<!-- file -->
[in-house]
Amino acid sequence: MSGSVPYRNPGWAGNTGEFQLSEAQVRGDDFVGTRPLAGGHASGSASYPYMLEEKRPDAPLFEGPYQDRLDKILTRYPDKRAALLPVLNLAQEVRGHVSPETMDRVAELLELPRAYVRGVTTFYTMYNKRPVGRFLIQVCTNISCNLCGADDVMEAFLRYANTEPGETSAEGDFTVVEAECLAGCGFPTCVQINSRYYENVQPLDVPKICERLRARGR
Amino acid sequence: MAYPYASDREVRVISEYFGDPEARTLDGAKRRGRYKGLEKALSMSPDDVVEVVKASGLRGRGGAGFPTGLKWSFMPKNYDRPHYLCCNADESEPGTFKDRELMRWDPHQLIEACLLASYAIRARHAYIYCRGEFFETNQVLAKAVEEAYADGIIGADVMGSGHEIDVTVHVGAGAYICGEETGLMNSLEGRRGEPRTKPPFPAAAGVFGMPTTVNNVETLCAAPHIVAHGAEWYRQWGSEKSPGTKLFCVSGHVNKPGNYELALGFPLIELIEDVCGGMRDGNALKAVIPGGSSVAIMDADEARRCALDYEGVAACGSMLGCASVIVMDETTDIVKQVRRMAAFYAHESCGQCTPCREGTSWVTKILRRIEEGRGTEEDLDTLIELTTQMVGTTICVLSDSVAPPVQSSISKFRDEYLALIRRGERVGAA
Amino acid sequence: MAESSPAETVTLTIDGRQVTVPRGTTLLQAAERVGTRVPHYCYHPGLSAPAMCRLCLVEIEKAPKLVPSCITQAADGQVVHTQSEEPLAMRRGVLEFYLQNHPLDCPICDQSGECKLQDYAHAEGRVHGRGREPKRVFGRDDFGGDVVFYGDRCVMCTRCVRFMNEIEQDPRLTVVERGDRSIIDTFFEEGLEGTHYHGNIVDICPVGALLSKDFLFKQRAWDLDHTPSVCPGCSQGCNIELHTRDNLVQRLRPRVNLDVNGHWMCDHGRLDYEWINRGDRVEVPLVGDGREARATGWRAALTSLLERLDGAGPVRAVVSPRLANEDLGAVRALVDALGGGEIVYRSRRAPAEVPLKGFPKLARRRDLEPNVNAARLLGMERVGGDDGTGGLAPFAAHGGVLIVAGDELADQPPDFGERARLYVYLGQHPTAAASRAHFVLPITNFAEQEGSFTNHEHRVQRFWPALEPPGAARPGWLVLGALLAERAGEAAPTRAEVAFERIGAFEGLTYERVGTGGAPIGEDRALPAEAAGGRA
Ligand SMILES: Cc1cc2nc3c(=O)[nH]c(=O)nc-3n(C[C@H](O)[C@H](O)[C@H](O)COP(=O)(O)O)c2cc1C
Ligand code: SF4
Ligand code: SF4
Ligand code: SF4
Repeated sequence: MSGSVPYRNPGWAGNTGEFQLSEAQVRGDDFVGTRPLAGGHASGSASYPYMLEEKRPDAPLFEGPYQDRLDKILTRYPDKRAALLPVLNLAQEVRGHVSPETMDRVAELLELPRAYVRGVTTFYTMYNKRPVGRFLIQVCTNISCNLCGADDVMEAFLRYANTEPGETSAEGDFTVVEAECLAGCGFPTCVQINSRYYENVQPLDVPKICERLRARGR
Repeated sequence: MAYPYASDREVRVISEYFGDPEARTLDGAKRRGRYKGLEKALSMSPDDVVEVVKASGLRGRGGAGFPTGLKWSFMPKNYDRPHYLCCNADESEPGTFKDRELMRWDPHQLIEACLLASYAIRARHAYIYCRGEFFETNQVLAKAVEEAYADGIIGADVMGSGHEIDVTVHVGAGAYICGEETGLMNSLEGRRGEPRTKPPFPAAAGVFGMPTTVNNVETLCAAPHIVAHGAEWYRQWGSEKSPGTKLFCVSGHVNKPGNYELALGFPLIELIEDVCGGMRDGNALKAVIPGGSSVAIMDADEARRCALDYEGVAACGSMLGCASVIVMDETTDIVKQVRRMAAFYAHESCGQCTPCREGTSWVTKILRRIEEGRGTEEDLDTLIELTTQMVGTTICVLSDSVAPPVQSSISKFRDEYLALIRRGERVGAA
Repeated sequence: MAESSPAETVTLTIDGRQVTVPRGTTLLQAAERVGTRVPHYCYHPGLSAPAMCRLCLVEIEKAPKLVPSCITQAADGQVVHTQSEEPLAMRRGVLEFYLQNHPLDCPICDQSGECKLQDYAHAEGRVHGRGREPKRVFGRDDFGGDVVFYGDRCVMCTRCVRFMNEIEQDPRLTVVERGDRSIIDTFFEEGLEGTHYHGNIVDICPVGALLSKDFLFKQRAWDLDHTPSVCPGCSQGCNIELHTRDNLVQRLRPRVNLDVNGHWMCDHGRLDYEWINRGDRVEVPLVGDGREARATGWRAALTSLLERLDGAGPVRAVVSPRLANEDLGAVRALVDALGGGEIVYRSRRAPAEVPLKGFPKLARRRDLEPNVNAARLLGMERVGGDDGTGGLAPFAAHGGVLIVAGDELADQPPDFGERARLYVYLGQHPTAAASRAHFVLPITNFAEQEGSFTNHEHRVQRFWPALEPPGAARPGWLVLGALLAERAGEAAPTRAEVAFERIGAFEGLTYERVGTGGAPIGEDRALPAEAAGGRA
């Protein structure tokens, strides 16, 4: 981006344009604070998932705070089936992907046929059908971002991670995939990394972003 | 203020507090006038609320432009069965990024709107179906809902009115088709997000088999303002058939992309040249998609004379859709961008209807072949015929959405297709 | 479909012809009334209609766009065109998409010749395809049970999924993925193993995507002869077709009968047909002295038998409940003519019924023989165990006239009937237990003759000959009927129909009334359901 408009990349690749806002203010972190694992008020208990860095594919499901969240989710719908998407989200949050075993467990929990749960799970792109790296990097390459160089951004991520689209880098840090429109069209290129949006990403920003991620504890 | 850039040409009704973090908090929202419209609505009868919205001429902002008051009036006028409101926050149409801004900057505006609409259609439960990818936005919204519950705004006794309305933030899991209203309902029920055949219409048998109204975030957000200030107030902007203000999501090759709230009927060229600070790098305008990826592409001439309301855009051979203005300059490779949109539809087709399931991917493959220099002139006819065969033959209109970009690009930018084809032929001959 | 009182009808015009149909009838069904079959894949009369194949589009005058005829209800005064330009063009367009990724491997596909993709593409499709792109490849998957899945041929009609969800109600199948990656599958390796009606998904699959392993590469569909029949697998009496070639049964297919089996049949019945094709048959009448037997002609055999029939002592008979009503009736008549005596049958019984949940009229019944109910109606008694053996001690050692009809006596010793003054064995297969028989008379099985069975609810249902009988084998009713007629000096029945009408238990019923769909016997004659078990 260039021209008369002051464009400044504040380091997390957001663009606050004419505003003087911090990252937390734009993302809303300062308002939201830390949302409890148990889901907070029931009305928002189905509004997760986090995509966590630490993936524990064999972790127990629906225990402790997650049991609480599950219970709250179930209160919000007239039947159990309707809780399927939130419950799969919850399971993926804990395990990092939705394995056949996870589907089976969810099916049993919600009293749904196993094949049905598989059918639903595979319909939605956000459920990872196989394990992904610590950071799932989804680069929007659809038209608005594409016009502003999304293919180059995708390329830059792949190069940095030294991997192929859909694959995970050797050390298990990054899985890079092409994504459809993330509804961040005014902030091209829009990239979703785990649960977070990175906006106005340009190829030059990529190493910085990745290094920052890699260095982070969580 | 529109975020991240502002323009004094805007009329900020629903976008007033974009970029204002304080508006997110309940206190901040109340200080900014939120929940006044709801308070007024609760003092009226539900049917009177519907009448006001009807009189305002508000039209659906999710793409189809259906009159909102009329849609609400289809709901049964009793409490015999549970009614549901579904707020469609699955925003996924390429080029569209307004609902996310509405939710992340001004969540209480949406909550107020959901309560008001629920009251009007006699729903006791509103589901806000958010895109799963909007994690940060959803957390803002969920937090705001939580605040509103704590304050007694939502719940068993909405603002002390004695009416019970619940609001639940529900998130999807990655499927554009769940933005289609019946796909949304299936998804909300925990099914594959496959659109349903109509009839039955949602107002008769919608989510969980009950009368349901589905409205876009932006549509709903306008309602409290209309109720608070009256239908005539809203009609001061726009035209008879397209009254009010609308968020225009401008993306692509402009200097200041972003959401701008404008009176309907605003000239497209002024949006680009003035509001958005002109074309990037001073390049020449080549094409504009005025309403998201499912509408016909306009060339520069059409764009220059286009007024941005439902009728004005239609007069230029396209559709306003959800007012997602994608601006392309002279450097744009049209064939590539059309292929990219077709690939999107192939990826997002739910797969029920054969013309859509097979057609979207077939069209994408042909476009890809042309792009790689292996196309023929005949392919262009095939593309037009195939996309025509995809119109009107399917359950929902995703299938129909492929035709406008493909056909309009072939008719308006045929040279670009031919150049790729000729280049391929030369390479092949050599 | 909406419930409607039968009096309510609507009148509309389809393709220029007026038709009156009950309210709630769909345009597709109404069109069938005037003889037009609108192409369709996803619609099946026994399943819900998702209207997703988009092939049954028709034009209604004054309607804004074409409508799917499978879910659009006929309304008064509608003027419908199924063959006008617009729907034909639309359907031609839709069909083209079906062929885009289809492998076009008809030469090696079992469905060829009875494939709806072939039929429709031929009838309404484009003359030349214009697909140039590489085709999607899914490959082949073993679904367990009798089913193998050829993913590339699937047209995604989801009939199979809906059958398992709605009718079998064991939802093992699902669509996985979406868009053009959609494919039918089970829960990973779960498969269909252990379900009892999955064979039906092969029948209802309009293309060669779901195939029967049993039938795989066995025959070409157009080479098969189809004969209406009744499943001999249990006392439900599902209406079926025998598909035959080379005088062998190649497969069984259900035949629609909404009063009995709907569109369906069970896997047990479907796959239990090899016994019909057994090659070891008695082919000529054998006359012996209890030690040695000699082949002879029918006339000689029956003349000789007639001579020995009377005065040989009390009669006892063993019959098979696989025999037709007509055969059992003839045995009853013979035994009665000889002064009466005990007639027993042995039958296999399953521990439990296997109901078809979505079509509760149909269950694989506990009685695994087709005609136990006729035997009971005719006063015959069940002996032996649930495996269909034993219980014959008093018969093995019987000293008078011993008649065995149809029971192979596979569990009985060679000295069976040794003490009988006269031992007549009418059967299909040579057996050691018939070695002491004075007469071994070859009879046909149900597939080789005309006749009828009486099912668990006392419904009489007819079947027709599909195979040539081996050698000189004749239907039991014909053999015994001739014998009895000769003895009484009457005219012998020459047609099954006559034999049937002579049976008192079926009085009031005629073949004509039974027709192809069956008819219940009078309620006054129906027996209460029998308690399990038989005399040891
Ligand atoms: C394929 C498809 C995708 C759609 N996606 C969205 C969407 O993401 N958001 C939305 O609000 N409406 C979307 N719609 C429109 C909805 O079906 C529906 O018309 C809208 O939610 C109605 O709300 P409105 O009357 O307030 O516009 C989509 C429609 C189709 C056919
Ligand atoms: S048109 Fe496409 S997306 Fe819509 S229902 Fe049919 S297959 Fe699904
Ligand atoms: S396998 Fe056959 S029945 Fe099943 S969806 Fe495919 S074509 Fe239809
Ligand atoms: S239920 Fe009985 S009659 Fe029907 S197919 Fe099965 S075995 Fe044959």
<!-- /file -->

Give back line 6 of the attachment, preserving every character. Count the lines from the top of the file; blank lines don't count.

Ligand code: SF4